11 Jan Understanding and managing wintertime energy use
On average, in an all-electric home, 50-70% of your monthly energy cost is from heating, cooling, and water heating. Simple yet impactful changes in how you use energy could help make a difference not only during the winter months but throughout the year.
First, understanding how colder temperatures affect how much energy you use can also help with understanding its effects on the electric bill.
When outside temperatures are 60 degrees, and the thermostat is set to 68 degrees, the heating unit overcomes a moderate 8-degree range between temperatures outside and inside the house.
However, when outside temps are 20 degrees, and the thermostat is at 68, this difference is then 48 degrees. This significant difference will impact how much energy is used to keep your home warm.
The colder it gets, the more a heating unit will operate to maintain the temperature setting inside your home. In some extreme cases, the central unit will operate (or cycle) more, and oftentimes the emergency heat also comes on. When factoring in the efficiency of the unit, the level of attic and wall insulation in your home, and the condition of the ductwork, extreme winter temperatures could result in electric bills being higher than expected.
To better manage energy use:
- Adjust the thermostat for energy savings. It is recommended by TVA’s EnergyRight program to set the thermostat to 68 degrees during winter months, but you should do what’s best for your household. (Even if you have a non-electric central unit, it may have electric blowers, which also contribute to overall electric use.)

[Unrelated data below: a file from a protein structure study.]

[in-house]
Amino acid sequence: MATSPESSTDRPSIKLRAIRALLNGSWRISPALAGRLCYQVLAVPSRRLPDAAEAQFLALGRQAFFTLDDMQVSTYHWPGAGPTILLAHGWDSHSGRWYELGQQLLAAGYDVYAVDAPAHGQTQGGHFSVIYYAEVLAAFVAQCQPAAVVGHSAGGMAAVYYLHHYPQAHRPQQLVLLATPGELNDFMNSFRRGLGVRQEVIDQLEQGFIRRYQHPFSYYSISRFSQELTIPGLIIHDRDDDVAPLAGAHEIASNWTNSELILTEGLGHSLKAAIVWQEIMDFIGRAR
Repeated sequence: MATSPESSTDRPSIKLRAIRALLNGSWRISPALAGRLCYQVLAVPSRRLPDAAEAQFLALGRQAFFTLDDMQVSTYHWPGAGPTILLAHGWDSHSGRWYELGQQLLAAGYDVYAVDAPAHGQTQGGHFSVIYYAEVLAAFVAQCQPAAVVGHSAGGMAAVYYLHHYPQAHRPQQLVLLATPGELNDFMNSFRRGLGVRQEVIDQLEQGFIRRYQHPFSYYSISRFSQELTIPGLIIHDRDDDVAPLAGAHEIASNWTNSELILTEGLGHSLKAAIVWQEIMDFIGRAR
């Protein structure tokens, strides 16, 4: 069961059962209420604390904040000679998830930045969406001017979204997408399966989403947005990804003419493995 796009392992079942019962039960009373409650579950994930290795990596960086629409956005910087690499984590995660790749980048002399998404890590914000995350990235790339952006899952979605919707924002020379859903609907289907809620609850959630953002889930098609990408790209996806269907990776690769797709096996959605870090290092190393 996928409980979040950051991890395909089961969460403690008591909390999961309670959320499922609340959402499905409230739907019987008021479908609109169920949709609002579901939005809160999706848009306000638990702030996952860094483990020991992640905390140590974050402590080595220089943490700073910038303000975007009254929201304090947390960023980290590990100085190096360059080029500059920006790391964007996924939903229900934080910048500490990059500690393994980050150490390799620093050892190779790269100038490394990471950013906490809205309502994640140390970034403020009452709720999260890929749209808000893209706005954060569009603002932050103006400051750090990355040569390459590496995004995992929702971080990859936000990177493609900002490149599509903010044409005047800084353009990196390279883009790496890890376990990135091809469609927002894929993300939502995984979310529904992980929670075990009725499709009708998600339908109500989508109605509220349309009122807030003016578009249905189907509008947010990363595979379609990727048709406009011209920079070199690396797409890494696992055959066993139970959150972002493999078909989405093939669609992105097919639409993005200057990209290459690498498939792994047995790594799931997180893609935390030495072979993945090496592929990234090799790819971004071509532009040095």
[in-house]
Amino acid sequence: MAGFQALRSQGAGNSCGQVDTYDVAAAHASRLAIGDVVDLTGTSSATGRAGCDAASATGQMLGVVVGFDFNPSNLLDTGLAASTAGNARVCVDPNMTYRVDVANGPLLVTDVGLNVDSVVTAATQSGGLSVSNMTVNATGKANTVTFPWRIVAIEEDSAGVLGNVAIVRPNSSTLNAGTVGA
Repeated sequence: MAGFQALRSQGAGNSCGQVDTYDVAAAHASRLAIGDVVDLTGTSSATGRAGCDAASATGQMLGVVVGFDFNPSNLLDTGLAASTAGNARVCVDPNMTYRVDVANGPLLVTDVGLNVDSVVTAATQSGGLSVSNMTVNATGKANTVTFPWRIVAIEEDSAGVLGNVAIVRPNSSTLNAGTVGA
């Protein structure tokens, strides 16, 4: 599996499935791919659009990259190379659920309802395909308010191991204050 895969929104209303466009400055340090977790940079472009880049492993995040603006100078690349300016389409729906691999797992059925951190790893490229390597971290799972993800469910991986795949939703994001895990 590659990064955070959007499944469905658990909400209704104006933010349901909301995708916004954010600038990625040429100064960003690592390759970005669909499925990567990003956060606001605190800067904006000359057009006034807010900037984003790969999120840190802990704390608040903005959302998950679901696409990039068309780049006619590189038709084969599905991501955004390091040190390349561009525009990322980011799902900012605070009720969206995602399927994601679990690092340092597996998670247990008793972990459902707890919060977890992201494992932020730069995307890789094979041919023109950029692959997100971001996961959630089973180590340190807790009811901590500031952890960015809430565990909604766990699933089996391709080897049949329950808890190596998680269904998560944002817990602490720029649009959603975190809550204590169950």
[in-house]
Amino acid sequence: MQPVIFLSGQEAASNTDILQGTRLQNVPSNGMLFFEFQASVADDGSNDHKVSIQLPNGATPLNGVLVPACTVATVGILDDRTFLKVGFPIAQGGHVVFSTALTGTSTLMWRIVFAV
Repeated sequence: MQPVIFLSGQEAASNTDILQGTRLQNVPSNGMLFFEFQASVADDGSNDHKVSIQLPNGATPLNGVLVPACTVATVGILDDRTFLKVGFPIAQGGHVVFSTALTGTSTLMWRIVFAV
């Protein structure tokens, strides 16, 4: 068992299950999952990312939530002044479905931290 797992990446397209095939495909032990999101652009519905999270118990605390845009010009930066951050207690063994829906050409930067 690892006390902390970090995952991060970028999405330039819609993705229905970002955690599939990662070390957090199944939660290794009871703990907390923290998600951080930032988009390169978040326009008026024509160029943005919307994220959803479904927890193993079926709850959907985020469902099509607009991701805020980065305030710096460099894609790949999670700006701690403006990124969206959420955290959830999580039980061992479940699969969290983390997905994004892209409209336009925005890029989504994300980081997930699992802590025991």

- Consider insulating the electric water heater. Installing a water heater jacket (wrap or blanket) could reduce standby heat loss and save on water heating costs year-round. Insulating the electric water heater is an easy, inexpensive project, and pre-cut water heater jackets or blankets can be purchased at most home improvement stores. Before insulating the water heater, check with the manufacturer’s guidelines.
Winter months can bring some of the highest energy bills of the year. Combining these tips with those below can help you begin efforts to be more energy efficient.
Visit energyright.com for more tips and energy-saving advice for your home or business.
OTHER THINGS YOU CAN DO
to feel warmer during cold weather
- Run ceiling fans to move the air. Ceiling fans should turn clockwise slowly in winter to circulate warmer air from the ceiling (as heat naturally rises).
- Seal gaps around doors and windows to prevent cold air from penetrating the home.
- Open blinds and/or curtains to let the sunlight in during the day. The natural sunlight will help warm your home. Close blinds and/or curtains at night to help insulate against the cold.
- Leave the oven open after baking, but don’t leave it on. You can take advantage of the remaining heat inside the oven.
- Add layers of clothing, wear thick socks, and bundle up under blankets to stay warm – especially if you’re adjusting the thermostat lower to save energy.
- If you have hard-surface floors, consider using area rugs to help block the cold drafts that may come from underneath the house.